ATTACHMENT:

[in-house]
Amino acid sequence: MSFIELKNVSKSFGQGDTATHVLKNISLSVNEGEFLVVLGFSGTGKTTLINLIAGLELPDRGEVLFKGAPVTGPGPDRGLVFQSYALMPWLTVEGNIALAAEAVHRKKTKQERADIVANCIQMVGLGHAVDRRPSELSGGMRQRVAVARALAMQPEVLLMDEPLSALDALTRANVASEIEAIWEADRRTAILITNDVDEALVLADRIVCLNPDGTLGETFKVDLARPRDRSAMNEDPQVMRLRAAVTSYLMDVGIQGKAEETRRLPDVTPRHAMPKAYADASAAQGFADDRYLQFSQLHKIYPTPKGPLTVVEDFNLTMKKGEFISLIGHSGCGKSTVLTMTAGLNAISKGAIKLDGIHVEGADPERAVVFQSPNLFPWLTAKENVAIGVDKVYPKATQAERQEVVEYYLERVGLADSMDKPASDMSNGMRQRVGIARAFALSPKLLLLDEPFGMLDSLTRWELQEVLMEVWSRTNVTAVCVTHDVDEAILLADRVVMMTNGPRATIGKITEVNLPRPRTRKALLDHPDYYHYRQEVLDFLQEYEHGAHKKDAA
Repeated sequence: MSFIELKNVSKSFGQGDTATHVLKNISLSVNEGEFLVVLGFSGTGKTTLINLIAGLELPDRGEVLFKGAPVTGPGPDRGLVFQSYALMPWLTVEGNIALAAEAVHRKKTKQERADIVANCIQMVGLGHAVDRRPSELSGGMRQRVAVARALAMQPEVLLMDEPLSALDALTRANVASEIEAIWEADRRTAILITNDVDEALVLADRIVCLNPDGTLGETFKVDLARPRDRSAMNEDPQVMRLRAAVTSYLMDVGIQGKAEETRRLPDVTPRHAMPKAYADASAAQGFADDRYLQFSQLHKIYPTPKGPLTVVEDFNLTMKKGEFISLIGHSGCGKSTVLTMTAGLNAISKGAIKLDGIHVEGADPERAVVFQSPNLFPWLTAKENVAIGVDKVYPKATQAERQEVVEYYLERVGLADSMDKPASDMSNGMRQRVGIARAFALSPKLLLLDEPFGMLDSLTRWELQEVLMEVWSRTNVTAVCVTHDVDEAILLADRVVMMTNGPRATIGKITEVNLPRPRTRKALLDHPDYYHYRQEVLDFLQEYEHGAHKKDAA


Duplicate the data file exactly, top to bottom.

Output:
[in-house]
Amino acid sequence: MSFIELKNVSKSFGQGDTATHVLKNISLSVNEGEFLVVLGFSGTGKTTLINLIAGLELPDRGEVLFKGAPVTGPGPDRGLVFQSYALMPWLTVEGNIALAAEAVHRKKTKQERADIVANCIQMVGLGHAVDRRPSELSGGMRQRVAVARALAMQPEVLLMDEPLSALDALTRANVASEIEAIWEADRRTAILITNDVDEALVLADRIVCLNPDGTLGETFKVDLARPRDRSAMNEDPQVMRLRAAVTSYLMDVGIQGKAEETRRLPDVTPRHAMPKAYADASAAQGFADDRYLQFSQLHKIYPTPKGPLTVVEDFNLTMKKGEFISLIGHSGCGKSTVLTMTAGLNAISKGAIKLDGIHVEGADPERAVVFQSPNLFPWLTAKENVAIGVDKVYPKATQAERQEVVEYYLERVGLADSMDKPASDMSNGMRQRVGIARAFALSPKLLLLDEPFGMLDSLTRWELQEVLMEVWSRTNVTAVCVTHDVDEAILLADRVVMMTNGPRATIGKITEVNLPRPRTRKALLDHPDYYHYRQEVLDFLQEYEHGAHKKDAA
Repeated sequence: MSFIELKNVSKSFGQGDTATHVLKNISLSVNEGEFLVVLGFSGTGKTTLINLIAGLELPDRGEVLFKGAPVTGPGPDRGLVFQSYALMPWLTVEGNIALAAEAVHRKKTKQERADIVANCIQMVGLGHAVDRRPSELSGGMRQRVAVARALAMQPEVLLMDEPLSALDALTRANVASEIEAIWEADRRTAILITNDVDEALVLADRIVCLNPDGTLGETFKVDLARPRDRSAMNEDPQVMRLRAAVTSYLMDVGIQGKAEETRRLPDVTPRHAMPKAYADASAAQGFADDRYLQFSQLHKIYPTPKGPLTVVEDFNLTMKKGEFISLIGHSGCGKSTVLTMTAGLNAISKGAIKLDGIHVEGADPERAVVFQSPNLFPWLTAKENVAIGVDKVYPKATQAERQEVVEYYLERVGLADSMDKPASDMSNGMRQRVGIARAFALSPKLLLLDEPFGMLDSLTRWELQEVLMEVWSRTNVTAVCVTHDVDEAILLADRVVMMTNGPRATIGKITEVNLPRPRTRKALLDHPDYYHYRQEVLDFLQEYEHGAHKKDAA